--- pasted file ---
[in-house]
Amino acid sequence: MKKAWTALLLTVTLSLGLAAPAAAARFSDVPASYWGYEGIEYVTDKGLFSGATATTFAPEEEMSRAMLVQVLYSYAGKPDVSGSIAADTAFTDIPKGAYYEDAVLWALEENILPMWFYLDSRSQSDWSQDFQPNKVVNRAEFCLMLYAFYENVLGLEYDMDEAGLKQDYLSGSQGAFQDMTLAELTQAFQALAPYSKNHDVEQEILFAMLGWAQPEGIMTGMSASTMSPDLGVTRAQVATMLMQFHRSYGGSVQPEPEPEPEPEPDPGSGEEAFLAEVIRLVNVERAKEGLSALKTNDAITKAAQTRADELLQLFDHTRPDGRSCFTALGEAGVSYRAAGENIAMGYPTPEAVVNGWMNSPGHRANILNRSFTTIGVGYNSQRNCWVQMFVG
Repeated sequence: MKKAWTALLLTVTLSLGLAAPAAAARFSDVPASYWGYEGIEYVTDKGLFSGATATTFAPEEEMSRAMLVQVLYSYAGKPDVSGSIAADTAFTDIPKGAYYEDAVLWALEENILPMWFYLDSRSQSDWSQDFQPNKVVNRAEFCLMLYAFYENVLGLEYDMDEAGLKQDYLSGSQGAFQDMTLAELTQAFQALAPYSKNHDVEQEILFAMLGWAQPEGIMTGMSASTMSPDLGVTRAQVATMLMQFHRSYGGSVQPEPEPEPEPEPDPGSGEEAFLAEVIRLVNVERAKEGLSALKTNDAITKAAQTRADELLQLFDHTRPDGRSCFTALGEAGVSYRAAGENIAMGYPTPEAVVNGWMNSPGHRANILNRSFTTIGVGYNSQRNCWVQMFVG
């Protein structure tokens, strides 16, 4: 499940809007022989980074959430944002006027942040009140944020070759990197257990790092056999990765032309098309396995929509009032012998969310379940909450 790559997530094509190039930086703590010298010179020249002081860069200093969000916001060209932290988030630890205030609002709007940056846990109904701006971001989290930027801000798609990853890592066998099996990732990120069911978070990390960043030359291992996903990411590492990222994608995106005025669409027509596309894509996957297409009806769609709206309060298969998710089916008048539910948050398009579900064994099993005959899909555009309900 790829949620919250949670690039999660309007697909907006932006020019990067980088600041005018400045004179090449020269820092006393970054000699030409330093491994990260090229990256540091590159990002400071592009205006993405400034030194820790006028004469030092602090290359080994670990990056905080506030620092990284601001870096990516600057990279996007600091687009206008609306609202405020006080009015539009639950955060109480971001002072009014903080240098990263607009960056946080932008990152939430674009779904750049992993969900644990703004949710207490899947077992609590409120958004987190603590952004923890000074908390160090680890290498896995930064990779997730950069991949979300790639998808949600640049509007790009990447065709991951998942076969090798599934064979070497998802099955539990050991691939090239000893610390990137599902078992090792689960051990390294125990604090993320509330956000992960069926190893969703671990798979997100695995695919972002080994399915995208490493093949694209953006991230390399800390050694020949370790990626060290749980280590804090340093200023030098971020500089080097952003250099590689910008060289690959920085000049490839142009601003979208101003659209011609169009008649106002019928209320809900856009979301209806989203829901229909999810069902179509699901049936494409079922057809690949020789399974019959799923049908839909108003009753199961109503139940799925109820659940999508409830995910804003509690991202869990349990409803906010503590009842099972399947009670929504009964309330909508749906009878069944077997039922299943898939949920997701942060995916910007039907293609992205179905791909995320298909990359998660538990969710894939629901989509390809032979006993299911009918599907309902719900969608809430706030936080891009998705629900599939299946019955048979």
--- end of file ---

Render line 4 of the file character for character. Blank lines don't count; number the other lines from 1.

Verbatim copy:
């Protein structure tokens, strides 16, 4: 499940809007022989980074959430944002006027942040009140944020070759990197257990790092056999990765032309098309396995929509009032012998969310379940909450 790559997530094509190039930086703590010298010179020249002081860069200093969000916001060209932290988030630890205030609002709007940056846990109904701006971001989290930027801000798609990853890592066998099996990732990120069911978070990390960043030359291992996903990411590492990222994608995106005025669409027509596309894509996957297409009806769609709206309060298969998710089916008048539910948050398009579900064994099993005959899909555009309900 790829949620919250949670690039999660309007697909907006932006020019990067980088600041005018400045004179090449020269820092006393970054000699030409330093491994990260090229990256540091590159990002400071592009205006993405400034030194820790006028004469030092602090290359080994670990990056905080506030620092990284601001870096990516600057990279996007600091687009206008609306609202405020006080009015539009639950955060109480971001002072009014903080240098990263607009960056946080932008990152939430674009779904750049992993969900644990703004949710207490899947077992609590409120958004987190603590952004923890000074908390160090680890290498896995930064990779997730950069991949979300790639998808949600640049509007790009990447065709991951998942076969090798599934064979070497998802099955539990050991691939090239000893610390990137599902078992090792689960051990390294125990604090993320509330956000992960069926190893969703671990798979997100695995695919972002080994399915995208490493093949694209953006991230390399800390050694020949370790990626060290749980280590804090340093200023030098971020500089080097952003250099590689910008060289690959920085000049490839142009601003979208101003659209011609169009008649106002019928209320809900856009979301209806989203829901229909999810069902179509699901049936494409079922057809690949020789399974019959799923049908839909108003009753199961109503139940799925109820659940999508409830995910804003509690991202869990349990409803906010503590009842099972399947009670929504009964309330909508749906009878069944077997039922299943898939949920997701942060995916910007039907293609992205179905791909995320298909990359998660538990969710894939629901989509390809032979006993299911009918599907309902719900969608809430706030936080891009998705629900599939299946019955048979």